And parents, you’re probably still stuck at the sentence up there where I mentioned that your son or daughter should not take a job just to look good on their resume. Right? And I’m not doing reverse psychology here. I mean it. The more your kids can add to their education, the better they can fully discuss the business with anyone, especially the person giving them an interview for a prospective job. Or better yet, the person they meet while networking outside the office. Our friend Claude Borenzweig got a job at PolyGram after one of our Second Story Television music video premieres. Claude hobnobbed with Len Epand, the head of PG production at the time, and one thing led to another and Claude was hired. Of course, Claude knew his stuff; he didn’t get the job due to his brilliant discussion of the business, but it was a start. If you can discuss your time spent at, say the House Of Blues, with someone at BIG NAME RECORD COMPANY or BIG INITIALS BOOKING AGENCY, it would put you in a different light with them; making you a tad unique. For me, the more unique a resume looks, the more interesting that person might be for the job. Not everyone who interns at BIG NAME RECORD COMPANY HERE will get a job there, especially in this economy. And how many interns will have BIG NAME RECORD COMPANY on their resumes looking for jobs at A DIFFERENT NAME BIG RECORD COMPANY? Many, many more just like your kid.

When I went to film school at Ithaca College, they wanted us to get a wider education than just film. We weren’t going to be making films about making films, were we? I was able to leave there with a degree in film and a minor in Anthropology. This deep background in Anthropology became very useful later on when I was put in charge of product managing Mickey Hart’s World Series at Rykodisc. From my work with those releases, I became the go-to guy for hard-to-market releases in the genres outside of rock and pop. Then A&R asked me to meet with Alan Lomax to discuss his huge cache of folk and world music masters. (Rounder ultimately nabbed the series, but I met the legend himself and was able to discuss his life’s work, intelligently.)

I obviously did not do all that Anthropology—the coursework, those long nights writing papers, a month of fieldwork, and trudging over to Cornell to their great library to research topics—in order to have it look good on my resume. In fact, I didn’t even get my job at Rykodisc because of a piece of paper; it was my producing and directing in the film world that Don Rose, the President, knew, as well his understanding of my ability to get work done under some wild working conditions. (More on this later. Check back here when I write my “Resume? Resume? I Don’t Need No ‘Steenkin’ Resume” blogette.) I took the courses because I loved Anthropology and, in a completely unexpected way, that knowledge became crucial to my career.

It’s probably a little scary to you—and to your parents—but let serendipity play a little role in your internship. Who knows where you are going to be five years from now, ten years from now, twenty? I thought I would now be in Hollywood making films, or writing for television, or on some island somewhere writing novels and there’d be a whole shelf of them in my library with my name on the spines. I wound up with a Grammy-nomination (albeit for a video) which propelled me into the music business. Which I still feel is pretty cool for, through my work at Rykodisc and here at Ted Kurland Associates, I have been able to bring to light, and find audiences for, some really extraordinary musicians and their amazing music.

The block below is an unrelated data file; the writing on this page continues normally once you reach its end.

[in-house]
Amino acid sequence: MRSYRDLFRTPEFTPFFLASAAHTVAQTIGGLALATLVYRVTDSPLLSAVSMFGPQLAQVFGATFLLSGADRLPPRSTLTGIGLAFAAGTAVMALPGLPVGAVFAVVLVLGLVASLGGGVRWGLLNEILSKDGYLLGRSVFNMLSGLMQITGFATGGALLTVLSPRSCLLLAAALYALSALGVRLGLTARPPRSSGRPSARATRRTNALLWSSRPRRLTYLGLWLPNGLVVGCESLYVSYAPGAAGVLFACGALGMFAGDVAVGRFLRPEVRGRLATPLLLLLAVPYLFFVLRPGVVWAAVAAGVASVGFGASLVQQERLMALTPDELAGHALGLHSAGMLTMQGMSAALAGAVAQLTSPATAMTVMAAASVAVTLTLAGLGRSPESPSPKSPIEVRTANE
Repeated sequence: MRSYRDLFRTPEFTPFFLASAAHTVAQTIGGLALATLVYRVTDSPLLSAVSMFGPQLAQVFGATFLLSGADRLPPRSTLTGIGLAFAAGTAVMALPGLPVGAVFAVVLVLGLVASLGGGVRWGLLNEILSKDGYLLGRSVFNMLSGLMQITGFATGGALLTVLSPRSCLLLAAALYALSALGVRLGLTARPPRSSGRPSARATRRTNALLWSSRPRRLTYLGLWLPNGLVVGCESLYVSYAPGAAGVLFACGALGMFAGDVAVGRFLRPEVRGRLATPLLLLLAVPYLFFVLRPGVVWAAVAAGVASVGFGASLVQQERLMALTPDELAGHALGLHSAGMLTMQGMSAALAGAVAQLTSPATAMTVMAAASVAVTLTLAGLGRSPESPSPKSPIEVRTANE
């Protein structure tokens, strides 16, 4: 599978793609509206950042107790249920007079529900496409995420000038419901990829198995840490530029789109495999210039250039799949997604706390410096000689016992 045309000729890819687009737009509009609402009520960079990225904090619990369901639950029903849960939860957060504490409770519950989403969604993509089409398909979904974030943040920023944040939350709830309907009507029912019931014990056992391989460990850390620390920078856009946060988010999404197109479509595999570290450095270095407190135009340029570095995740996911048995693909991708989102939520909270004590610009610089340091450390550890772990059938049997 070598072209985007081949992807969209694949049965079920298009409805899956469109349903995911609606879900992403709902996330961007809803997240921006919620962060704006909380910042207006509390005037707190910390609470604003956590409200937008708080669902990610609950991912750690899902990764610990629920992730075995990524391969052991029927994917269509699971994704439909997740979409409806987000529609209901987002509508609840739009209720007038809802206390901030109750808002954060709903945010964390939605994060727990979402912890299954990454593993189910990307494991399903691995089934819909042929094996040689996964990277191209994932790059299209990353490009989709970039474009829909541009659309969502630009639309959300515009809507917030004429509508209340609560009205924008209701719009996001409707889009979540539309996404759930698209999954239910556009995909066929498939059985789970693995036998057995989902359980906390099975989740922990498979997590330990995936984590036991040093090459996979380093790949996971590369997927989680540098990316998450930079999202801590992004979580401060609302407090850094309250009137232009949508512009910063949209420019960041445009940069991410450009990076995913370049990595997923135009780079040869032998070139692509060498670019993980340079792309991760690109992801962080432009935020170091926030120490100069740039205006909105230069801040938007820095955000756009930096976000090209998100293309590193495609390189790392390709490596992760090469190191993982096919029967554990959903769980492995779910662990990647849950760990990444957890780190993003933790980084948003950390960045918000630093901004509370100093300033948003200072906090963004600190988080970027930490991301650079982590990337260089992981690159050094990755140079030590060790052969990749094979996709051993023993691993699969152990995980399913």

Bottom-line: Make sure you can learn something at your internship, to build on your courses, not just continue to get the very same information in a different locale by people who can do, but perhaps cannot teach.

[Originally posted on January 13th, 2011, in the Berklee Internship Blog for my ongoing Blogging For Berklee Series.]

For more in the ever-intriguing, suspense-driven, series of blogs written for Berklee College of Music, see:

You Don’t Know Anything and Your Ideas Are Worthless (No, Seriously, Get Used To It…)

Bio for this bloggette:
DAVID GREENBERG is Director of Marketing and runs the internship program for Ted Kurland Associates, a boutique booking and management agency located in the Allston environs of Boston, MA. His background in this industry of entertainment has been quite an affair, (even getting to the Grammys and CMAs at least once) best read on his Facebook or LinkedIn pages. A few tidbits: he worked on the build of iCAST, an entertainment website, as the internet bubble was gaining a nice surface tension, he has visited more than his fair share of uranium mines and oil rigs while producing news films and other propaganda for Mobil Oil and very carefully ate melting chocolate ice cream with Yoko Ono and Don Rose of Rykodisc while on Studio One’s immaculately white couch.